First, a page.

Central Okanagan Sailing Association (COSA) sailing coach Devin Rubadeau will once again pack his bags as he prepares to coach the Canadian Forces sailing team, Oct. 3 to 8 at the 6th Military World Games in Mungyeong, South Korea.
Rubadeau has acted as head coach of the Canadian Forces team for the past twelve years, coaching at three World Games and nine World Championships.
Arriving in South Korea, the Canadian Team will already be at a disadvantage. Most countries develop their Olympic athletes through their military, as that is one of the few environments that allow athletes the opportunity to travel and train full time.
In fact, a significant majority of internationally ranked athletes are members of their nation’s military, although they rarely serve in any significant capacity outside of sport.
Not so in Canada, which recruits athletes from the pool of active service members. Canada will be sending over 200 athletes and coaches in a variety of sports to compete at the World Games, all of whom train on their own time outside of regular military duties.
Rubadeau has had some success training Canadian athletes to be competitive against the world’s best athletes. Canada has routinely finished in the top half of the fleet at consecutive World Championships, and has finished just off the podium several times. This year’s team will be sailing the two-person Laser 2000.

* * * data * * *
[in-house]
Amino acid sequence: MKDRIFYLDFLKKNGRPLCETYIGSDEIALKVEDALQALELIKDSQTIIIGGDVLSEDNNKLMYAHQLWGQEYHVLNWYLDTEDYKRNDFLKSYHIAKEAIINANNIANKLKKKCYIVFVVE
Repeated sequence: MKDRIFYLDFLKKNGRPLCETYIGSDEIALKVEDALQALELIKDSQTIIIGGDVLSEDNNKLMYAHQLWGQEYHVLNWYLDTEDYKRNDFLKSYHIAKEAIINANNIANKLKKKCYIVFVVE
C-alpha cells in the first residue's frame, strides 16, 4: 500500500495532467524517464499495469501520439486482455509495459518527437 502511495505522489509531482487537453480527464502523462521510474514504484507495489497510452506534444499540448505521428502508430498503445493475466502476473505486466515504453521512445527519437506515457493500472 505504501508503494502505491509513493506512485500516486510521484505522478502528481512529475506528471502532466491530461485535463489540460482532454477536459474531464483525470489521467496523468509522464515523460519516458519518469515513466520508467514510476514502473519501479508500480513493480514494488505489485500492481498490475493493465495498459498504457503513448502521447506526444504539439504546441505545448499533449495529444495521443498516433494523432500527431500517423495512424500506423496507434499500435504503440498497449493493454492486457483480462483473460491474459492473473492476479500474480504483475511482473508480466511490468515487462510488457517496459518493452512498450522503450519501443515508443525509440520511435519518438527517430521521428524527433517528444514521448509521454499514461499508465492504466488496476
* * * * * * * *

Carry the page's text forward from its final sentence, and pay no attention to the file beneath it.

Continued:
Rubadeau is particularly hopeful that the Canadian team will finish near the top of the fleet, as the boat will be helmed by accomplished skipper, Michael Evans, who is also a Canadian Naval Captain.
The Military World Games will be an excellent opportunity to see how athletes perform going into the Brazil Olympics. Like the Olympics, the World Games is held every four years, with World Championships held during the off years.
Rubadeau coached the Canadian team at the 5th Military World Games in Rio de Janeiro, Brazil in 2011, and the 4th Military World Games in Mumbai, India in 2007.
The Mumbai Games was a good example of how Canadian military athletes are very different from those of other nations. Rubadeau spent four years training the team to compete in Mumbai, with results at World Championships becoming increasingly more impressive.
A month before the event, the skipper of the team was deployed to Afghanistan for six months. That left two weeks to train a new team member, with predictable results.
With just weeks before a departure for South Korea, the Canadian team is looking to shake-up the many Olympic teams that will be vying for the podium.